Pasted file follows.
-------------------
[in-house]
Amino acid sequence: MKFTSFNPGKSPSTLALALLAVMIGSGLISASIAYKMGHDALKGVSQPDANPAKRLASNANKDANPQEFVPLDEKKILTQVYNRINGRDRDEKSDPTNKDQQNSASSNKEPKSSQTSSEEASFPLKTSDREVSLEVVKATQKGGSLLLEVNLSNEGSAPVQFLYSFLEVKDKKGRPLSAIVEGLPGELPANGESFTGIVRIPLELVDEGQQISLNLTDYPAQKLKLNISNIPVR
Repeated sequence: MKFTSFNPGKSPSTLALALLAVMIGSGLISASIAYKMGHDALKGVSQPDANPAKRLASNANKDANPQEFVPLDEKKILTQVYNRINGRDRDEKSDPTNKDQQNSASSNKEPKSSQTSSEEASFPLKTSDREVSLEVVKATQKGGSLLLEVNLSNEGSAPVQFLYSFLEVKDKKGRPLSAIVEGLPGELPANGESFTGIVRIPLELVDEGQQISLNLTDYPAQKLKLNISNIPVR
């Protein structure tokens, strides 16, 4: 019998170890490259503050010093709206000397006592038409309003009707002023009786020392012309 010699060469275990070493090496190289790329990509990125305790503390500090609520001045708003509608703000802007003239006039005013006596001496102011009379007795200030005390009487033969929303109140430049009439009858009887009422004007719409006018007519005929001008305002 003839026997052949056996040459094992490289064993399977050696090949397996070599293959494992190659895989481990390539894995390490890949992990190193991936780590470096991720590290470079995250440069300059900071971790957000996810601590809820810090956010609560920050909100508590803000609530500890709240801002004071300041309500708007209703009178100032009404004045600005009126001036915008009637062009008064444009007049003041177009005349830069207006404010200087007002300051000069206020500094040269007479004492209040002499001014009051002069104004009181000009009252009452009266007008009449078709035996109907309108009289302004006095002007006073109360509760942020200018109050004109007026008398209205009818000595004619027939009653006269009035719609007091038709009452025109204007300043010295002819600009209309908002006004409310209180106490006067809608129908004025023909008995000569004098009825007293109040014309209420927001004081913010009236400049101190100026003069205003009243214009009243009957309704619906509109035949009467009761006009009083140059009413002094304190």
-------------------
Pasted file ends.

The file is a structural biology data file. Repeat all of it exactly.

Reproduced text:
[in-house]
Amino acid sequence: MKFTSFNPGKSPSTLALALLAVMIGSGLISASIAYKMGHDALKGVSQPDANPAKRLASNANKDANPQEFVPLDEKKILTQVYNRINGRDRDEKSDPTNKDQQNSASSNKEPKSSQTSSEEASFPLKTSDREVSLEVVKATQKGGSLLLEVNLSNEGSAPVQFLYSFLEVKDKKGRPLSAIVEGLPGELPANGESFTGIVRIPLELVDEGQQISLNLTDYPAQKLKLNISNIPVR
Repeated sequence: MKFTSFNPGKSPSTLALALLAVMIGSGLISASIAYKMGHDALKGVSQPDANPAKRLASNANKDANPQEFVPLDEKKILTQVYNRINGRDRDEKSDPTNKDQQNSASSNKEPKSSQTSSEEASFPLKTSDREVSLEVVKATQKGGSLLLEVNLSNEGSAPVQFLYSFLEVKDKKGRPLSAIVEGLPGELPANGESFTGIVRIPLELVDEGQQISLNLTDYPAQKLKLNISNIPVR
């Protein structure tokens, strides 16, 4: 019998170890490259503050010093709206000397006592038409309003009707002023009786020392012309 010699060469275990070493090496190289790329990509990125305790503390500090609520001045708003509608703000802007003239006039005013006596001496102011009379007795200030005390009487033969929303109140430049009439009858009887009422004007719409006018007519005929001008305002 003839026997052949056996040459094992490289064993399977050696090949397996070599293959494992190659895989481990390539894995390490890949992990190193991936780590470096991720590290470079995250440069300059900071971790957000996810601590809820810090956010609560920050909100508590803000609530500890709240801002004071300041309500708007209703009178100032009404004045600005009126001036915008009637062009008064444009007049003041177009005349830069207006404010200087007002300051000069206020500094040269007479004492209040002499001014009051002069104004009181000009009252009452009266007008009449078709035996109907309108009289302004006095002007006073109360509760942020200018109050004109007026008398209205009818000595004619027939009653006269009035719609007091038709009452025109204007300043010295002819600009209309908002006004409310209180106490006067809608129908004025023909008995000569004098009825007293109040014309209420927001004081913010009236400049101190100026003069205003009243214009009243009957309704619906509109035949009467009761006009009083140059009413002094304190």